|Congress Overwhelmingly Approves New Farm Legislation|
The conference agreement on the Food, Conservation and Energy Act of 2008 passed both the House and Senate by overwhelming margins. These margins, if sustained, could override the expected Presidential. The Senate vote was 81-15, a day after the House approved it by 318-106. The bill could be delivered to the President by May 20. He will have 10 days (excluding Sundays) from day of receipt to sign, veto or allow to become law without a signature. White House and USDA officials still are indicating he intends to veto the bill.
“I don’t know the previous numbers, but this has to be one of the biggest votes for a farm bill in a long time,” said Rep. Peterson (D-MN), chairman of the House Agriculture Committee.
Senate Agriculture Committee Chairman Tom Harkin said, “This bill benefits every American, from our smallest towns to our biggest cities, urban and rural residents, farmers and non-farmers.”
In statements, NCC Chairman Larry McClendon commended both chambers for their decisive passage of the bill and urged President Bush to reconsider a veto of this important legislation.
“The House and Senate have overwhelmingly approved this farm bill, and farmers need this bill in place now,” McClendon said. “Enacting this new farm legislation will provide a predictable safety net for farmers and their lenders. Given the prevailing budget and political considerations, this is the best option available for production agriculture. Although commodity prices are good, markets are extremely volatile and there’s never a guarantee the weather will cooperate. Farmers always will face an inordinate amount of risk, but this legislation helps mitigate that unpredictability.”
McClendon also expressed the US cotton industry’s gratitude to Cotton Belt Congressional members for their tireless efforts on the farm bill development and approval process.
“In particular, I’d like to recognize the efforts of Senator Chambliss (R-GA), who worked diligently to forge the bi-partisan, multi-regional cooperation necessary to produce sound farm legislation,” McClendon said. “We also appreciate the dedicated work by Senators Lincoln (D-AR) and Cochran (R-MS) who were members of the conference committee that hammered out the final agreement. We also appreciate the leadership of Representative Bob Etheridge (D-NC), who as chairman of the House Agriculture General Farm Commodities and Risk Management Subcommittee, guided the commodity (and cotton) title through the process. In conference he was joined by Representatives Neugebauer (R-TX), Hayes (R-NC), Lucas (R-OK), McIntyre (D-NC) and Cardoza (D-CA) in forging the compromises necessary to produce a solid policy for production agriculture. Their bi-partisan effort enabled the industry’s priorities to be maintained in this new farm bill. That includes an effective safety net; enhanced market orientation and competitiveness; assistance for domestic manufacturers; and minimization of counter-productive limitations on program eligibility.”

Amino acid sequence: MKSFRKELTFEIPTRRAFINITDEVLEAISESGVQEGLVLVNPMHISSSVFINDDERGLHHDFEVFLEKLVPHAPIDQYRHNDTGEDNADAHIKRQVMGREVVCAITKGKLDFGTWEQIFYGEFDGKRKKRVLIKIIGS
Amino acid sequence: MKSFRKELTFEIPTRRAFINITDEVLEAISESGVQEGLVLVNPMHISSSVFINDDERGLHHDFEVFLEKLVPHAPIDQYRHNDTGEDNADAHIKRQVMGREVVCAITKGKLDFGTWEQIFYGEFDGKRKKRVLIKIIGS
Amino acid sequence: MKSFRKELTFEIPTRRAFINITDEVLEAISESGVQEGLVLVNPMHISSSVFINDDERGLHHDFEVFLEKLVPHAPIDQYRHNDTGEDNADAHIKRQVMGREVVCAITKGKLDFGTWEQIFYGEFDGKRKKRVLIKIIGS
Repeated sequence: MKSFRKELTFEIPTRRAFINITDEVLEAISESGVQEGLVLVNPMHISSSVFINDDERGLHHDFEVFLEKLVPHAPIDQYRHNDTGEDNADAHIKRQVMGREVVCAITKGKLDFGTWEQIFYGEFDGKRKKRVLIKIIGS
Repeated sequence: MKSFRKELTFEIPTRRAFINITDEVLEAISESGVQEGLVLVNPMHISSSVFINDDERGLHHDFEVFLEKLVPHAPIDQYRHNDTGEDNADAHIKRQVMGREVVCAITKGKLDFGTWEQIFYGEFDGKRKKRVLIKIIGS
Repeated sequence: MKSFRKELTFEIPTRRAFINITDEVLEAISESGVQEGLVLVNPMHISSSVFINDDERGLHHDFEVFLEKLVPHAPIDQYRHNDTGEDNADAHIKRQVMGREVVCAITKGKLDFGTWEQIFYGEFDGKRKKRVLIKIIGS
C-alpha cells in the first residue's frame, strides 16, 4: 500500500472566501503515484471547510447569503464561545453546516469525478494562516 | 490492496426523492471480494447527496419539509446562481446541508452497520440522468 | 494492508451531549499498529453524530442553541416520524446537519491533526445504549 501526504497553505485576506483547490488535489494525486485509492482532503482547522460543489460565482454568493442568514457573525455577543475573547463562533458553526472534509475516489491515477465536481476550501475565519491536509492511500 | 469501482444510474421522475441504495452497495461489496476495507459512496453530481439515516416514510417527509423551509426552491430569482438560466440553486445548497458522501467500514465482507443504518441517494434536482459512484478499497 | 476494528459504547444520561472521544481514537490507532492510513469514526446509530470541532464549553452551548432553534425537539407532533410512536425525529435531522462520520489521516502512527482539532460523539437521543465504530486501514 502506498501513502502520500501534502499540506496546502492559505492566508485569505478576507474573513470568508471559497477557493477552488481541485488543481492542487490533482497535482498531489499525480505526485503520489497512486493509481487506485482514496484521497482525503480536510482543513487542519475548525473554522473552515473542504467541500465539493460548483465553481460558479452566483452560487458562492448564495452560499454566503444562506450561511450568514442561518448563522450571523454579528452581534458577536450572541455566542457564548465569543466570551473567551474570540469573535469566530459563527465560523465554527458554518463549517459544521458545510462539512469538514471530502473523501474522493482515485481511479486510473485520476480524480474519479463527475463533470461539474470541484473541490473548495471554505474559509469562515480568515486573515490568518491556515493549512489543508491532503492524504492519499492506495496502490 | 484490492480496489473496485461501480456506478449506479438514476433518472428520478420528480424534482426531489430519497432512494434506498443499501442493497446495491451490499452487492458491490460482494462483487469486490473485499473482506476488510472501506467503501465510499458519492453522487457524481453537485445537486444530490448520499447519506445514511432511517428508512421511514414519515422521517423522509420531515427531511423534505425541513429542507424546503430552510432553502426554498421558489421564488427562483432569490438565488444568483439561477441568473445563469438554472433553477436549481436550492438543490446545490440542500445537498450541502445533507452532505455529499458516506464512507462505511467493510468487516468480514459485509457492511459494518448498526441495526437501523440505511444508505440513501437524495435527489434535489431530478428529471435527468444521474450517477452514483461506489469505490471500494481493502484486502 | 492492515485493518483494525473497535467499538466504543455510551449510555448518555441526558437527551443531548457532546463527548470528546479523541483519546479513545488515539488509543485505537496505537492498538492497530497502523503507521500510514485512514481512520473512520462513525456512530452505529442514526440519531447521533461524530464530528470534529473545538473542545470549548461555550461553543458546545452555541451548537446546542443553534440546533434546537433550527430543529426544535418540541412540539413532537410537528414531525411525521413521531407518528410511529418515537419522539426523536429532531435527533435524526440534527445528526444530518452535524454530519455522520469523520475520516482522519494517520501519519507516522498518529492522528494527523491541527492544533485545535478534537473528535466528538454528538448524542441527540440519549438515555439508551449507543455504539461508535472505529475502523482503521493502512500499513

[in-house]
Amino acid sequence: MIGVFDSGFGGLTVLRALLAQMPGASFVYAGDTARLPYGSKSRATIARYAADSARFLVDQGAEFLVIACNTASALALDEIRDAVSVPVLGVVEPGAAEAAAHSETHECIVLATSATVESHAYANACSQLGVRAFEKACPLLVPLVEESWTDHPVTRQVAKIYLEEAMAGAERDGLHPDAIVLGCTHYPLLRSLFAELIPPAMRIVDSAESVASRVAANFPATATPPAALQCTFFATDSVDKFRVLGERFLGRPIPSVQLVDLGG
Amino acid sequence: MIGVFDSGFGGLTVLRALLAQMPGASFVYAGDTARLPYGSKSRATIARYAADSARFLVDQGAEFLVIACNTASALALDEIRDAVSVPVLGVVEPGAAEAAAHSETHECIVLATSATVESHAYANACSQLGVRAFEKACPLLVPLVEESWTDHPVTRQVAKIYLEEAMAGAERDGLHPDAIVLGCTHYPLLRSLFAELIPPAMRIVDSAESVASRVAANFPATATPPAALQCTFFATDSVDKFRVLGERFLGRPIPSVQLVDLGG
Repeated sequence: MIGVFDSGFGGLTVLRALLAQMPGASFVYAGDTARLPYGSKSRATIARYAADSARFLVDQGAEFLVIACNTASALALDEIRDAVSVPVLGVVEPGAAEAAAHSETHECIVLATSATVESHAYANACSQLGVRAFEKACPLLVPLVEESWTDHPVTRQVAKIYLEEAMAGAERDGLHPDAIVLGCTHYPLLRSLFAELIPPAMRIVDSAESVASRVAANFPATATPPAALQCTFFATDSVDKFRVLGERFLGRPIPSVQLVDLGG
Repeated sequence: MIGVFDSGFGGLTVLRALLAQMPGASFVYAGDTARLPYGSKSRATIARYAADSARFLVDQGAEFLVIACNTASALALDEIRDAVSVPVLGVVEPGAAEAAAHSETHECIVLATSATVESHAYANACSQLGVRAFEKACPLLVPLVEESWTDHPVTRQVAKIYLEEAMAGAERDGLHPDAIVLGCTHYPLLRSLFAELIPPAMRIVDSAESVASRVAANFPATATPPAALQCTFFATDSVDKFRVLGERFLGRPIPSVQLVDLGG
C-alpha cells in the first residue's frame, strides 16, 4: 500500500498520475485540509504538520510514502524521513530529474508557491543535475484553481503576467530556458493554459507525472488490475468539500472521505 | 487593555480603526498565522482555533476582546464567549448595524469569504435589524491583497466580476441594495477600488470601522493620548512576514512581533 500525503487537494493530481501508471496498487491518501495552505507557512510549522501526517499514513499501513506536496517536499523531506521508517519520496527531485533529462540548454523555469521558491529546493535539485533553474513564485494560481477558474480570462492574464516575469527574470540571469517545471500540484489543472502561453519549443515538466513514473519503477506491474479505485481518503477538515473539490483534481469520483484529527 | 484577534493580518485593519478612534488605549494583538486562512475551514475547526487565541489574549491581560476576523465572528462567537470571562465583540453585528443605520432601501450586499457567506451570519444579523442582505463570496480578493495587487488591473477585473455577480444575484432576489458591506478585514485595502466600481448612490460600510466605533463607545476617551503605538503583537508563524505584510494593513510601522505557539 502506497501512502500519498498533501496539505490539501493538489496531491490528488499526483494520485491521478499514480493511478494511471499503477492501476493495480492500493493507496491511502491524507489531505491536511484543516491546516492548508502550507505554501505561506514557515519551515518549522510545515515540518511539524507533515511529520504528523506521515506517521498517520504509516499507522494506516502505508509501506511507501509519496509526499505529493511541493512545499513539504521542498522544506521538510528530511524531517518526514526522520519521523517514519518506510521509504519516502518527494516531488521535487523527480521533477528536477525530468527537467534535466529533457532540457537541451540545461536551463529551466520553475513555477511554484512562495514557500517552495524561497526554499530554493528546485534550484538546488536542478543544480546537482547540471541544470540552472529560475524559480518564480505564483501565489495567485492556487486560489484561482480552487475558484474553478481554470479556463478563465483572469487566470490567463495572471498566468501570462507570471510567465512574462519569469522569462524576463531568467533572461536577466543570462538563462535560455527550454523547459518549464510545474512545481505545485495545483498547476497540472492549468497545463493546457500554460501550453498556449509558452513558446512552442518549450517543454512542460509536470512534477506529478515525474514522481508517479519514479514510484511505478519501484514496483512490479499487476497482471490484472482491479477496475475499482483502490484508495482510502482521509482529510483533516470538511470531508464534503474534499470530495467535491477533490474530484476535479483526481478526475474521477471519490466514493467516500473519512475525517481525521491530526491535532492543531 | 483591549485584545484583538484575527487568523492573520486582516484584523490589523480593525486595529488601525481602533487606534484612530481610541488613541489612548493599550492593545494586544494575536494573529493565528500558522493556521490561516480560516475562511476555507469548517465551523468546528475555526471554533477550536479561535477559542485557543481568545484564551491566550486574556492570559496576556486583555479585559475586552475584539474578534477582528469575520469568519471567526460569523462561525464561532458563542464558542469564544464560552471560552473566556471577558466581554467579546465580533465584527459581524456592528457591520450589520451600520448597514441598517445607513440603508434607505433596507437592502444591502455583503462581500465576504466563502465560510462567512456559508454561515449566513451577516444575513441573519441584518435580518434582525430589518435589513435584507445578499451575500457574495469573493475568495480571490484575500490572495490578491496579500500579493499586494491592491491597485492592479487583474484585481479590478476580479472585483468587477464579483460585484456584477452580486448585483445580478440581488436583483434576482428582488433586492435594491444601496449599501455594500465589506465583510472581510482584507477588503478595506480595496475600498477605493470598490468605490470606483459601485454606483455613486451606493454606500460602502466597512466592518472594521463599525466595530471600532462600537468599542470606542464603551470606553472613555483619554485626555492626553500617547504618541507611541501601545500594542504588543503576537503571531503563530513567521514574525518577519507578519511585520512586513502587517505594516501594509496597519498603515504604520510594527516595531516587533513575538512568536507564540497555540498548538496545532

A summary of key farm bill provisions can be accessed by NCC members by clicking on the '08 Farm Bill icon on the NCC's home page, www.cotton.org.
Assuming the President carries through on his veto threat, McClendon emphasized the importance of maintaining the momentum necessary for an override -- two-thirds of those voting in each chamber are required to successfully override a veto.
"In my opinion, there simply isn't any other viable alternative," McClendon said.
|House Panel Reviews Markets|
The House Agriculture Committee’s General Farm Commodities Subcommittee, chaired by Rep. Etheridge (D-NC), held a hearing to review the “source of dramatic movements in commodity markets (agriculture and energy): a change in market fundamentals or influence of institutional investors.”
Commodity Futures Trading Commission (CFTC) Chief Economist Jeffrey Harris said that there is not much evidence that recent instability in agriculture commodity markets is due to speculation or influence of large amounts of institutional money.
However, many subcommittee members were skeptical, and most witnesses who followed, including Andy Weil, president of the American Cotton Shippers Assoc. and NCC Executive Committee member, took strong exception to CFTC’s analysis.
Weil said speculative trading, at a time when market fundamentals did not change, drove up cotton futures prices by more than 50% in late February and early March. He explained that, “the current futures market situation precludes any form of price discovery because of the potentially high margin risks. Lacking the financial ability or willingness to hedge in the futures market, the result is that merchants and cooperatives cannot offer farmers forward prices. This situation also precludes individual farmers from using the futures market. Lacking price discovery, the U.S. cotton farmer cannot adequately make production plans. The same goes for the U.S. textile mills who cannot determine what raw fiber costs will be in future months.”
Weil urged members to take appropriate action to bring transparency to the cotton market and limit disruptive speculation unrelated to market fundamentals so producers and traders once again have access to forward contracts as a risk management tool.
Chairman Etheridge said, “steps must be taken to maintain confidence in our commodity markets and to provide more stable prices for the American farmer and consumer.”
The NCC is submitting written comments to the subcommittee, reiterating many of the concerns expressed by Weil and stressing the importance to all industry segments of a well-functioning futures market.
|Supplemental Appropriations Bill Passed|
The Senate Appropriations Committee approved the latest supplemental appropriations bill for the wars in Iraq and Afghanistan.